This is reported in the journal Science by a team headed by Professor Hannah Monyer, who leads a collaborative department of the German Cancer Research Center, Heidelberg University and Heidelberg University Hospital. This newly discovered direct connection is assumed to contribute to synchronizing the two brain regions and, thus, to processing spatial perceptions.
A couple of years ago, London taxi drivers produced very impressive proof of the key role which the hippocampus plays for spatial orientation. Studying the brains of taxi drivers, British neurologists were able to detect characteristic volume changes in this part of the brain, which were found to correlate with the amount of time spent as a taxi driver.
Researchers have studied how the hippocampus works and what functions it has not only in taxi drivers but also in mice. From these studies, neuroscientists know that most signals that are to reach the hippocampus have to pass a special structure of the cortex called entorhinal cortex, which is a kind of bottleneck on the way to the hippocampus. These two brain regions communicate closely with each other and are directly interconnected via a multitude of long neuronal projections. “However, only the presence of excitatory nerve fibres between these two areas of the brain has been known so far,” said Professor Hannah Monyer, commenting on her recent findings. The neuroscientist leads a collaborative department of the German Cancer Research Center (DKFZ), Heidelberg University and Heidelberg University Hospital. “Now we have been able to show that there are also inhibitory neurons, which release the GABA neurotransmitter, forming direct connections between the two structures and, thus, contributing to the interactions of the two brain areas.”
Using a new detection method, the researchers were able to image the individual neuronal connections in the brain and study their functions in detail at the same time: In brain tissue of mice they specifically introduced a light-sensitive fluorescent protein into the inhibitory GABA neurons. With the aid of the fluorescent marker it was possible to visualize the exact course of the long projections of the neurons between the two brain areas. This method also made it possible to identify the target cells of the new direct connections; for the most part, these are what are called inhibitory interneurons. This type of neurons forms local connections between hundreds of neighboring neurons, thus setting the pace in whole areas of the brain.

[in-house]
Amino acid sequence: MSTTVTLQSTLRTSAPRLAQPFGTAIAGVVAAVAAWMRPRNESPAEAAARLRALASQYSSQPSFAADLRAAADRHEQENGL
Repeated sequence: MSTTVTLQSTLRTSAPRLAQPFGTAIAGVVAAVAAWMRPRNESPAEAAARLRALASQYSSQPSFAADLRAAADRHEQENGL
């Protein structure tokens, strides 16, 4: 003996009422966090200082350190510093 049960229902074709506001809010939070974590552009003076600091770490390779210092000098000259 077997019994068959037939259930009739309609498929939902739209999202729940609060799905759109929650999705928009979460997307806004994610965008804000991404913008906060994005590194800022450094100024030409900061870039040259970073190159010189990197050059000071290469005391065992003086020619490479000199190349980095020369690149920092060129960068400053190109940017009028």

In the next step, the group studied what happens in the downstream interneurons when a signal is transmitted via the long-range connection: The investigators activated the introduced light-sensitive protein by laser pulses, thus specifically inducing electrical discharges in individual long-range neurons. The researchers were able to measure that the activity of target cells is being inhibited at this moment.
Even though the long-range inhibitory neurons are just a minority among the total population of neurons, the effect of their activation is immense. This is no surprise considering that their target cells, interneurons, act like conductors synchronizing whole orchestras of nerve cells. Figuratively speaking, the newly discovered long-range inhibitory neurons are supersynchronizers of conductor cells which lead their own subordinated orchestras.
The researchers in Monyer‘s team have already started verifying their findings obtained in tissue sections in living mice. „With every new neuronal circuit that we discover and understand we gain a better overall picture of how different areas of our brain are orchestrated. This coordinated interplay of different structures is the physiological basis of learning and memory,“ said Hannah Monyer, putting her research into a wider context.
Sarah Melzer*, Magdalena Michael*, Antonio Caputi*, Marina Eliava, Elke C. Fuchs, Miles Whittington and Hannah Monyer: Long-Range-Projecting GABAergic Neurons Modulate Inhibition in Hippocampus and Entorhinal Cortex. Science 2012, DOI: 10.1126/science.1217139 (* First authors)
The German Cancer Research Center (Deutsches Krebsforschungszentrum, DKFZ) with its more than 2,500 employees is the largest biomedical research institute in Germany. At DKFZ, more than 1,000 scientists investigate how cancer develops, identify cancer risk factors and endeavor to find new strategies to prevent people from getting cancer. They develop novel approaches to make tumor diagnosis more precise and treatment of cancer patients more successful. Jointly with Heidelberg University Hospital, DKFZ has established the National Center for Tumor Diseases (NCT) Heidelberg where promising approaches from cancer research are translated into the clinic. The staff of the Cancer Information Service (KID) offers information about the widespread disease of cancer for patients, their families, and the general public. The center is a member of the Helmholtz Association of National Research Centers. Ninety percent of its funding comes from the German Federal Ministry of Education and Research and the remaining ten percent from the State of Baden-Württemberg.